Recently, the authorities of a state University disengaged over 700 academic and non-academic staff who were found amongst other reasons, to have gained employment into university with questionable credentials. Yet, these same persons prior to the discovery of the anomaly had probably spent years in the University teaching students, some of whom are today probably also teachers in one institution of learning or another. As far as some States are concerned, there is no room for the recommendation of UNESCO that states should allocate 26 percent of the revenue on education. Some states allocate less than one percent of their budget to education. In a particular case, a state government allocated only N50million to its university for capital project over the period of several years. Clearly, the time has come to revisit the law setting up NUC.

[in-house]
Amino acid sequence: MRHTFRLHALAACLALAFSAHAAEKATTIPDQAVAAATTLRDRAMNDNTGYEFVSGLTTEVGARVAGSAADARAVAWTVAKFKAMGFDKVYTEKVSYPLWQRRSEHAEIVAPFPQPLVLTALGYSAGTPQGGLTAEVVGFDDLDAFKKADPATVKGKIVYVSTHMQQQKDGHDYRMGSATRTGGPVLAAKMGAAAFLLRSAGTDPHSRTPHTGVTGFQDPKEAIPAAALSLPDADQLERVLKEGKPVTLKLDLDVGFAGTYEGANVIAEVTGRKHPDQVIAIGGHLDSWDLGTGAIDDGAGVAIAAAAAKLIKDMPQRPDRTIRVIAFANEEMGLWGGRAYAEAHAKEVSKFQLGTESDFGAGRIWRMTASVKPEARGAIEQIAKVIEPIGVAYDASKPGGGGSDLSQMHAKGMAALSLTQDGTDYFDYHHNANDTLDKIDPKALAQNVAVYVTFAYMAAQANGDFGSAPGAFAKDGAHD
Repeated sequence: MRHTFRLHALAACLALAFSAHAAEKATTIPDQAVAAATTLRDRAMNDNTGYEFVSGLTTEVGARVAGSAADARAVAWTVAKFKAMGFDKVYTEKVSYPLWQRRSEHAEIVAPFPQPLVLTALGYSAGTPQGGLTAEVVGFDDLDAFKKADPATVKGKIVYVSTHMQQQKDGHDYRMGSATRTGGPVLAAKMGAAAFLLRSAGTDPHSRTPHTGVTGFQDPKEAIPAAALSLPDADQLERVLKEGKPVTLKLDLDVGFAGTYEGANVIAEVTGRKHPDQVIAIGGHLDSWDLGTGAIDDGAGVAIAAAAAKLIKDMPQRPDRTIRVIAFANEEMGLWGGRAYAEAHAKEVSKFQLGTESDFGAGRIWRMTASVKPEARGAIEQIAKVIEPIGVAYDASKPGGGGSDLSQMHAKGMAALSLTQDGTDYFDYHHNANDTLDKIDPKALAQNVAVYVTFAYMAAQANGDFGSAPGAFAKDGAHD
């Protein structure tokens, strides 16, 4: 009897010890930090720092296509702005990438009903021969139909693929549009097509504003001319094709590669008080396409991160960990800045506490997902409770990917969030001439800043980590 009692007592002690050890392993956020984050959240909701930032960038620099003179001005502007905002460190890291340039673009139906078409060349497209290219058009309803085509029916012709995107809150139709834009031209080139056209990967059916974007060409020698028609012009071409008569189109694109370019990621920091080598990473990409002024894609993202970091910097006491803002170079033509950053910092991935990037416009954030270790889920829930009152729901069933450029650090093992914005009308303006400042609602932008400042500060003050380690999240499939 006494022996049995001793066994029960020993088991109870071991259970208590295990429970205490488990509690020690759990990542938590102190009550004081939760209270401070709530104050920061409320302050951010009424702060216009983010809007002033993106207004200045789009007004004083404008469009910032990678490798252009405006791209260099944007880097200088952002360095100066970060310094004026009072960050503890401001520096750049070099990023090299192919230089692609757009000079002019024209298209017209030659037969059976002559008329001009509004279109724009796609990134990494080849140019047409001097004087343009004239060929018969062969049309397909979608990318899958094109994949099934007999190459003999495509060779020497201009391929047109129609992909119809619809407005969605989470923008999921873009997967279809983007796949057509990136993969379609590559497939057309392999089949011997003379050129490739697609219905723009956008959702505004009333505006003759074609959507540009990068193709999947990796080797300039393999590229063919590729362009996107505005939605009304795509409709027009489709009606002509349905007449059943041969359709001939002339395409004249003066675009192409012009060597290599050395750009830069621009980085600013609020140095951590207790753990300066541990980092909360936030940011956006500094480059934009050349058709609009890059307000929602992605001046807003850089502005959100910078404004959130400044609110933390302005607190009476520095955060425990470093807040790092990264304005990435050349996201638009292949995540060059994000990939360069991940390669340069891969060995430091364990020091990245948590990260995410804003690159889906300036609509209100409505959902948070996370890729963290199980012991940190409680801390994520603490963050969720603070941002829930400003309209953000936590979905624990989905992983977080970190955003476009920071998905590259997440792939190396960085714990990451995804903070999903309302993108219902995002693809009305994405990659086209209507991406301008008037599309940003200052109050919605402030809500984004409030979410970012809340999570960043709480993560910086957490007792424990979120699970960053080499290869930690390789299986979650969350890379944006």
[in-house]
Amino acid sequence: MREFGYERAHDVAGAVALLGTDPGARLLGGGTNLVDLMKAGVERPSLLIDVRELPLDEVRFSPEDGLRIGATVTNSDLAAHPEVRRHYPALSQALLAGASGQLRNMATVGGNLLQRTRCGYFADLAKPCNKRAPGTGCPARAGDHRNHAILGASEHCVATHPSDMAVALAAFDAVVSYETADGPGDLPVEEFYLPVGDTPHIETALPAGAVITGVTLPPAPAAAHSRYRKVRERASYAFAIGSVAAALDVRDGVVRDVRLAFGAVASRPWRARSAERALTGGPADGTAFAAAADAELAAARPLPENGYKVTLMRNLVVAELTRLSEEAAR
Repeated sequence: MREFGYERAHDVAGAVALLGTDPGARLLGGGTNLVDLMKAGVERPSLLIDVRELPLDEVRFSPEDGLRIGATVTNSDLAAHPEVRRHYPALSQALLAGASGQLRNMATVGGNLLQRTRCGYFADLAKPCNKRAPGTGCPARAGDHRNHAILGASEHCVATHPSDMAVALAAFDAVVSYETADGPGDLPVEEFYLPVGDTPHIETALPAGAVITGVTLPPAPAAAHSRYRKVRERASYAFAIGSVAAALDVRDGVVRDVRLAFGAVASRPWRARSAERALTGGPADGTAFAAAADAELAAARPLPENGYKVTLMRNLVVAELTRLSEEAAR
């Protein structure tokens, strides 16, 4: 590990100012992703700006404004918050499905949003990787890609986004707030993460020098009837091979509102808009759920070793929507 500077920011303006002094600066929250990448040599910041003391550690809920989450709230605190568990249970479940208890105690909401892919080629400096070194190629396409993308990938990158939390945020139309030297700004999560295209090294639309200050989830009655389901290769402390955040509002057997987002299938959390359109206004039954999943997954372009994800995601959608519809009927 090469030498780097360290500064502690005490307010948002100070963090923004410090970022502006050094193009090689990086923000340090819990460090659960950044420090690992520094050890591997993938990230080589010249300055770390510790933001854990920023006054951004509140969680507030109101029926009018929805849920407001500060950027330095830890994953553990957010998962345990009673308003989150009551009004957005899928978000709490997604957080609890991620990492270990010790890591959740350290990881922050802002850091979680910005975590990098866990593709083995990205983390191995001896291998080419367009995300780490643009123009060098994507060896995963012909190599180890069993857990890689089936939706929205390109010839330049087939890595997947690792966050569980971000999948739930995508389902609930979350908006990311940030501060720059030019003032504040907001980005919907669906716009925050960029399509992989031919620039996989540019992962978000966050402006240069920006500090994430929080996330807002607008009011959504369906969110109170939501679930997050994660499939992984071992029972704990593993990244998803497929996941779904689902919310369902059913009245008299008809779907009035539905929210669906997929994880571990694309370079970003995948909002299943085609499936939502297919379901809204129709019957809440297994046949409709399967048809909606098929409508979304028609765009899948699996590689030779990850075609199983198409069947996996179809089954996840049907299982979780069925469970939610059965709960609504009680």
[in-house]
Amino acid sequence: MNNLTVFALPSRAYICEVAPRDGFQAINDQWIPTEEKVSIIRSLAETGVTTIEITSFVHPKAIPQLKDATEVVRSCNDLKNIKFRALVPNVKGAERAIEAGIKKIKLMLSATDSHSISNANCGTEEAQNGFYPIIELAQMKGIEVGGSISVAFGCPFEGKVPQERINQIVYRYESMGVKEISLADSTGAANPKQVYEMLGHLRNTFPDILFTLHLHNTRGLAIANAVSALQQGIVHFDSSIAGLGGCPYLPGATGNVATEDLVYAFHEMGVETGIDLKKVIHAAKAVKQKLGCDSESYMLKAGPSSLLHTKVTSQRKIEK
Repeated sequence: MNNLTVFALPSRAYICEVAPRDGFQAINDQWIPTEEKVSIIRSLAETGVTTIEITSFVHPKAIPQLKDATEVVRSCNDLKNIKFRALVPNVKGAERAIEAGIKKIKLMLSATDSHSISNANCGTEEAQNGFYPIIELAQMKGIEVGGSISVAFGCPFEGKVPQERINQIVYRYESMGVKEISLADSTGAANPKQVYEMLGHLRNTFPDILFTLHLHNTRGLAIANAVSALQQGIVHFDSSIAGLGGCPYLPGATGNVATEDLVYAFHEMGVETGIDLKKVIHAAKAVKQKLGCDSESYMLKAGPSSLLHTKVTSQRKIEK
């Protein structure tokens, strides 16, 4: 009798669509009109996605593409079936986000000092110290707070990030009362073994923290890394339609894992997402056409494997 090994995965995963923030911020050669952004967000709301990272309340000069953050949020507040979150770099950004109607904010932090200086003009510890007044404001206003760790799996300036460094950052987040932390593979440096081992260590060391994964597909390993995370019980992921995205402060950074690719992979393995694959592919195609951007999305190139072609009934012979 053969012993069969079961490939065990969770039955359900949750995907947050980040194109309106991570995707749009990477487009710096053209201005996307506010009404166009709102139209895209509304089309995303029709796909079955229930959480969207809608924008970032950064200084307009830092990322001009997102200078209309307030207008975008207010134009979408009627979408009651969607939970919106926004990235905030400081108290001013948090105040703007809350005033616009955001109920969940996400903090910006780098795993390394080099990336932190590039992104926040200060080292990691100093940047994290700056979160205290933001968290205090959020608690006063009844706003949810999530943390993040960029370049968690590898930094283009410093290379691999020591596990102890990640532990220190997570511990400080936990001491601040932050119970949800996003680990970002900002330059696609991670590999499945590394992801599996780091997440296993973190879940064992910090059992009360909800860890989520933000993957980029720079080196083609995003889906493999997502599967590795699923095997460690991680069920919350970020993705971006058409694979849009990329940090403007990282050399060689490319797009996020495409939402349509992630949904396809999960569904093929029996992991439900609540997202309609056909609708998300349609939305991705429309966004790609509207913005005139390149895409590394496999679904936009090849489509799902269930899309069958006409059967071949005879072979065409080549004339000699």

To further assist the Commission, Vice Chancellors must be innovative and resourceful in maintaining the NUC minimum standards. Vice Chancellors must as a matter of fact aim to surpass the minimum standard. I also suggest that universities be ranked annually so that the management of each university will be able to gauge how effectively it has been able to comply with NUC regulations on standards. (To be continued….)
AARE AFE BABALOLA, OFR, CON, SAN, LL.D (Lond.)